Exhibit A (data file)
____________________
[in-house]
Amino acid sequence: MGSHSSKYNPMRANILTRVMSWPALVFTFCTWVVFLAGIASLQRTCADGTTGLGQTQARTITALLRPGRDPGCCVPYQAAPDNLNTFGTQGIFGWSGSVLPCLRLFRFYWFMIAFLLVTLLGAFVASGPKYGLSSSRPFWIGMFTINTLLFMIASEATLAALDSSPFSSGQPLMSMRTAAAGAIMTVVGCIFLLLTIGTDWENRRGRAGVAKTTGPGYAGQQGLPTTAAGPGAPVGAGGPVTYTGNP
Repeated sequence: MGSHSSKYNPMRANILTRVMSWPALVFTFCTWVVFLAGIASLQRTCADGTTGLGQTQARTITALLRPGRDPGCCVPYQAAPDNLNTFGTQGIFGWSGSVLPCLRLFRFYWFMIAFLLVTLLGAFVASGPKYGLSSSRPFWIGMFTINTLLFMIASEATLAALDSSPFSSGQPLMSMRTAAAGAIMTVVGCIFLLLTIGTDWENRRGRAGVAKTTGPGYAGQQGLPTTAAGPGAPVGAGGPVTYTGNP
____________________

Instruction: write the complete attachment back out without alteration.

[in-house]
Amino acid sequence: MGSHSSKYNPMRANILTRVMSWPALVFTFCTWVVFLAGIASLQRTCADGTTGLGQTQARTITALLRPGRDPGCCVPYQAAPDNLNTFGTQGIFGWSGSVLPCLRLFRFYWFMIAFLLVTLLGAFVASGPKYGLSSSRPFWIGMFTINTLLFMIASEATLAALDSSPFSSGQPLMSMRTAAAGAIMTVVGCIFLLLTIGTDWENRRGRAGVAKTTGPGYAGQQGLPTTAAGPGAPVGAGGPVTYTGNP
Repeated sequence: MGSHSSKYNPMRANILTRVMSWPALVFTFCTWVVFLAGIASLQRTCADGTTGLGQTQARTITALLRPGRDPGCCVPYQAAPDNLNTFGTQGIFGWSGSVLPCLRLFRFYWFMIAFLLVTLLGAFVASGPKYGLSSSRPFWIGMFTINTLLFMIASEATLAALDSSPFSSGQPLMSMRTAAAGAIMTVVGCIFLLLTIGTDWENRRGRAGVAKTTGPGYAGQQGLPTTAAGPGAPVGAGGPVTYTGNP